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Cotton Subsidies, the WTO, and the ‘Cotton Problem’

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  • John Baffes

Abstract

Following an 8-year long dispute over cotton subsidies, Brazil and the United States signed a Memorandum of Understanding on April 21, 2010, effectively paving the way for settling the dispute. This paper argues that cotton subsidies are just the tip of the iceberg while a number of other, perhaps more important, issues requireattention and, indeed, political will. Chief among them is the persistent divergence between cotton prices and the prices of other agricultural commodities, which reflects, for the most part, the large supply response by China and India, a direct consequence of con-version to biotech cotton varieties in these (and other) countries. Such response -- which kept cotton prices low, compared with other commodities -- imposes a competitive disadvantage to non-users of biotech cotton. The paper also highlights two additional constraints faced by the cotton producing countries of West and Central Africa, namely, the structural inefficiencies of their primary processing industries (also known as ginning) and the appreciation of the CFA franc against the US dollar. Without downplaying the importance of subsidy elimination, the paper concludes that these impediments should receive high priority in the policy agenda.

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File URL: http://hdl.handle.net/10.1111/j.1467-9701.2011.01396.x
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Bibliographic Info

Article provided by Wiley Blackwell in its journal The World Economy.

Volume (Year): 34 (2011)
Issue (Month): 9 (09)
Pages: 1534-1556

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Handle: RePEc:bla:worlde:v:34:y:2011:i:9:p:1534-1556

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References

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  1. Kym Anderson & Will Martin, 2005. "Agricultural Trade Reform and the Doha Development Agenda," Centre for International Economic Studies Working Papers, University of Adelaide, Centre for International Economic Studies 2005-17, University of Adelaide, Centre for International Economic Studies.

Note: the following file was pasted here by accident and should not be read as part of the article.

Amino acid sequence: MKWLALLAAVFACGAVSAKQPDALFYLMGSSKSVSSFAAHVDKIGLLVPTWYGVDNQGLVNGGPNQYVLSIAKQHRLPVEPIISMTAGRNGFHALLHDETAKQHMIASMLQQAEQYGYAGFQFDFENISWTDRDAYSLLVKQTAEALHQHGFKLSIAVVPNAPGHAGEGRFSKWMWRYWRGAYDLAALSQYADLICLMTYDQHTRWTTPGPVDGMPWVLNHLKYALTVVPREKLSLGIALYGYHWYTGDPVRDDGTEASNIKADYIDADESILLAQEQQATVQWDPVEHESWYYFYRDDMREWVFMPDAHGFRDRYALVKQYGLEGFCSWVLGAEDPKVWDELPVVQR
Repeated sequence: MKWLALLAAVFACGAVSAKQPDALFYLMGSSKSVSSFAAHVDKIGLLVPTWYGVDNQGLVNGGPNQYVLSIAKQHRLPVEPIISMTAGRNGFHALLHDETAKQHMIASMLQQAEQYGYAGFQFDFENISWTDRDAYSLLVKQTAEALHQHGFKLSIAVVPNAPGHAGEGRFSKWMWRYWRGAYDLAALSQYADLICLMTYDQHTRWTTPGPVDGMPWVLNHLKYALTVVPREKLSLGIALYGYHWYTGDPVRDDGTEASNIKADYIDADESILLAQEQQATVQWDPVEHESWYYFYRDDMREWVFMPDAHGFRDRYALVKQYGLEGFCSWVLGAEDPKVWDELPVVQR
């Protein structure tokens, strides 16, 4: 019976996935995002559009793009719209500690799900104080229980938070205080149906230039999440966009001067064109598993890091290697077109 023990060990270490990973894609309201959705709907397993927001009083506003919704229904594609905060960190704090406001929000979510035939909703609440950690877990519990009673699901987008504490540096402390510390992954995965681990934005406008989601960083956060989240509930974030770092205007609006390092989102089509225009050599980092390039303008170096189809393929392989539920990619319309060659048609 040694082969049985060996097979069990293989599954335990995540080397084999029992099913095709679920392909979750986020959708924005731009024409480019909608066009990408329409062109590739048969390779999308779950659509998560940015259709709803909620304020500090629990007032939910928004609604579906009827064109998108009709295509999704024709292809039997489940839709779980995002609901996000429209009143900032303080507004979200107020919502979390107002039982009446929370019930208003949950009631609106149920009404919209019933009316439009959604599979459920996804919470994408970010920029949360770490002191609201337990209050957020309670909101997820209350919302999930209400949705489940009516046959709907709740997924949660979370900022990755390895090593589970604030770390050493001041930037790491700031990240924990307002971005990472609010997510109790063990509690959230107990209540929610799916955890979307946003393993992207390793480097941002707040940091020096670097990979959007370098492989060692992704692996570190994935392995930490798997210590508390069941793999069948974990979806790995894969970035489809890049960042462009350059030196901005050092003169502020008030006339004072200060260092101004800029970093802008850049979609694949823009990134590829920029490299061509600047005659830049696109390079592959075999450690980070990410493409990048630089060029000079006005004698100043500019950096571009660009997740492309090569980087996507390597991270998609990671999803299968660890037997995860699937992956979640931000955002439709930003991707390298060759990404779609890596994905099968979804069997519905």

2. Kym Anderson & Will Martin, 2009. "Distortions to Agricultural Incentives in Asia," World Bank Publications, The World Bank, number 2611, August.
  3. Aaditya Mattoo & Arvind Subramanian, 2004. "The WTO and the Poorest Countries," IMF Working Papers 04/81, International Monetary Fund.
  4. Falck-Zepeda, Jose & Horna, Daniela & Smale, Melinda, 2007. "The economic impact and the distribution of benefits and risk from the adoption of insect resistant (Bt) cotton in West Africa:," IFPRI discussion papers, International Food Policy Research Institute (IFPRI) 718, International Food Policy Research Institute (IFPRI).
  5. Aksoy, M. Ataman & Beghin, John C., 2005. "Global Agricultural Trade and Developing Countries," Staff General Research Papers, Iowa State University, Department of Economics 12228, Iowa State University, Department of Economics.
  6. Anderson, Kym & Masters, William A., 2007. "Distortions to Agricultural Incentives in Africa," Agricultural Distortions Working Paper, World Bank 48554, World Bank.
  7. David Tschirley & Colin Poulton & Patrick Labaste, 2009. "Organization and Performance of Cotton Sectors in Africa : Learning from Reform Experience," World Bank Publications, The World Bank, number 2604, August.
  8. John Baffes, 2005. "The "Cotton Problem"," World Bank Research Observer, World Bank Group, World Bank Group, vol. 20(1), pages 109-144.
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Cited by:
  1. Nazif Durmaz, 2014. "Inventories of Asian Textile Producers, US Cotton Exports, and the Exchange Rate," Panoeconomicus, Savez ekonomista Vojvodine, Novi Sad, Serbia, Savez ekonomista Vojvodine, Novi Sad, Serbia, vol. 61(4), pages 397-413, September.

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